ZTE Blade V40s : AMOLED, Breathing Light And Value

ZTE Blade V40s
ZTE BLADE V40s
ZTE this time around brought to Malaysia an entry level phone that ticks a lot of boxes, especially for a specific kind of customer. If you need long battery, a good amount of storage and a big screen to view it all, this is pretty much a great deal for less than RM 800.
Design
8
Display
9
Performance
8
Camera
6
Battery Life
7
Value
8
Good
Sharp and Deep AMOLED
Long battery life
Value focused
Interesting design
Great level of customization
Ungood
Slow 50MP shutter speed
Slow charging time
Lack of flexibility for breathing light usage
7.7

Out of 10


Specs


CPU Unisoc T618 (12 nm)
Memory128GB | 6GB RAM with microSD slot
Display6.67“ FHD+ AMOLED Display – 60Hz
Camera50 MP, f/1.8,(wide), PDAF
5 MP, f/2.4, (macro)
2 MP, f/2.4, (depth)
8 MP, f/2.0, (wide-selfie)
ConnectivityBluetooth 5.0, USB Type-C 2.0,
Wi-Fi 5
OSMyOS 12 based on Android 12
Battery4500 mAh with 22.5W fast charging
Available ColorsGrey And Blue
Retail PriceRM 799

Design

The V40s looks cool and feels absolutely funky. It stylizes the back with a duo-tone, duo-finish that gives it both constrast and gradience. I like this approach. Not only was it unique, but it maximized an effort towards focusing on design more than material, resulting in a plastic phone that’s definitely not boring. The edges of the device are well rounded, with the majority body lacking any curve, so it’s more of a boxy phone with rounded edges instead. This design choice made it impossible for the Blade V40s to stand on its own.

The camera module would be its core identity, featuring 2 large circular rings with all sensors packed inside. The main sensor gets its own ring, where as the tertiary lenses get their own with the LED flash together. I particularly found the little red POWER wording in the main module. I found it tasteful and it fits the design language perfectly without being too loud.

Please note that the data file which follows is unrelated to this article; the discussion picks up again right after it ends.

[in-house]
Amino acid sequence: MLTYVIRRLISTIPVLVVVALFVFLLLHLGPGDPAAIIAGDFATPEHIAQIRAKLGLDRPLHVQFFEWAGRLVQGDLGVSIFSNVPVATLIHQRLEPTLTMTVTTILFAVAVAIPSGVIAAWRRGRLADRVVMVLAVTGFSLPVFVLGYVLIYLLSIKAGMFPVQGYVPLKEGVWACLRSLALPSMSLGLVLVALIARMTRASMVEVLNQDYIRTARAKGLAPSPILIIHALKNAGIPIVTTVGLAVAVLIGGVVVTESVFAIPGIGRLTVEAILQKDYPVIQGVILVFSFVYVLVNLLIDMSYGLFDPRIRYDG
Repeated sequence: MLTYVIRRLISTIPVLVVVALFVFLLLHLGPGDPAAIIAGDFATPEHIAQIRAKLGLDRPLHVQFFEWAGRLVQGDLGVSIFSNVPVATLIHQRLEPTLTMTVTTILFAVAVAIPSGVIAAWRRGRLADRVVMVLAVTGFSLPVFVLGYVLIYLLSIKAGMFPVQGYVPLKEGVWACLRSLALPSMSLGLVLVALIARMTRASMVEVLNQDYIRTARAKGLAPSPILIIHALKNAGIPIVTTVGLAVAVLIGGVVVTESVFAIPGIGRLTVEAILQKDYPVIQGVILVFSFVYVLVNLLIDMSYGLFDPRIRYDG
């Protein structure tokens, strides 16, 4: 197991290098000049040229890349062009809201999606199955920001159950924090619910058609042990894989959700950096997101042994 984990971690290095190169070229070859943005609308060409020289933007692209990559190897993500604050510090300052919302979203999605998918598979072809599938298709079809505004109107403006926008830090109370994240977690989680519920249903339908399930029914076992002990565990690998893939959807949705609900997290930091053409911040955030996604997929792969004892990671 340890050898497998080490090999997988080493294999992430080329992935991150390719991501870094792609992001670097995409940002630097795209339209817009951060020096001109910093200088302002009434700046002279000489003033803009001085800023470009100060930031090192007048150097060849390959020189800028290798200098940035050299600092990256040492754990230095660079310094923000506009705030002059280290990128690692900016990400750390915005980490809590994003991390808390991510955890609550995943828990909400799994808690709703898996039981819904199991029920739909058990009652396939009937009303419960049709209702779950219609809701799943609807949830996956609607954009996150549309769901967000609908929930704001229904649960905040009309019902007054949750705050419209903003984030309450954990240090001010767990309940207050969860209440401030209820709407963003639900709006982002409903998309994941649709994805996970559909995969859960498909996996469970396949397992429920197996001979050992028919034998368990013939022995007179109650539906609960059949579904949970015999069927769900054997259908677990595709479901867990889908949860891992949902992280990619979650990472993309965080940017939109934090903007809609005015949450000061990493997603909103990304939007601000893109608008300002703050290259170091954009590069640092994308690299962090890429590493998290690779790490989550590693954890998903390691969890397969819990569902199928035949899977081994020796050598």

A cool feature that the Blade V40s brings to the table is the Breathing Light, an RGB configurable lighting system that’s built around the main camera sensor on top that alerts you of notifcations and calls from specific contacts. You can see a corresponding color for important people in your life and that does have its uses. It’ll also breathe in orange when you’re charging your phone, and stops when the battery is full. The customization options are in the settings.

The right half of the case is a mild shimmering finish which is smooth, while the left is matte mirrored. I found this funny as one half of the phone didn’t get any fingerprints, whereas the other half does! You don’t see or hear this every day.

It comes in 2 colors in Malaysia, Grey and Blue. Ours is the former.


Display

The Blade V40s packs a big screen that’s completely different from the Blade V40, who use a HD+ IPS panel running up to 90Hz. The V40s gets a much better AMOLED FHD+ panel that’s significantly sharper but loses out on refresh rate at 60Hz. It’s clear that this was built for media consumers and casual gamers who don’t need such a high refresh rate, and prefer a more visually appealing approach.

At 6.67″ with a longer 20:9 aspect ratio, watching videos were a treat, in wideness and color richness thanks to a well picked AMOLED panel.

The Hardware

The ZTE Blade V40s uses a 12nm Unisoc T618 chipset. It’s an entry level chipset that has enough power to even exceed the likes of Snapdragon 665, which favors this device in terms of price-to-performance.

I was able to play some 2D titles like Cookie Run Ovenbreak and Mobile Legends set to low-medium and was able to maintain 59-60 fps. It’s a big screen with a power-efficient chipset, so it’s really a phone that you can watch videos on and play decent game titles without much compromise.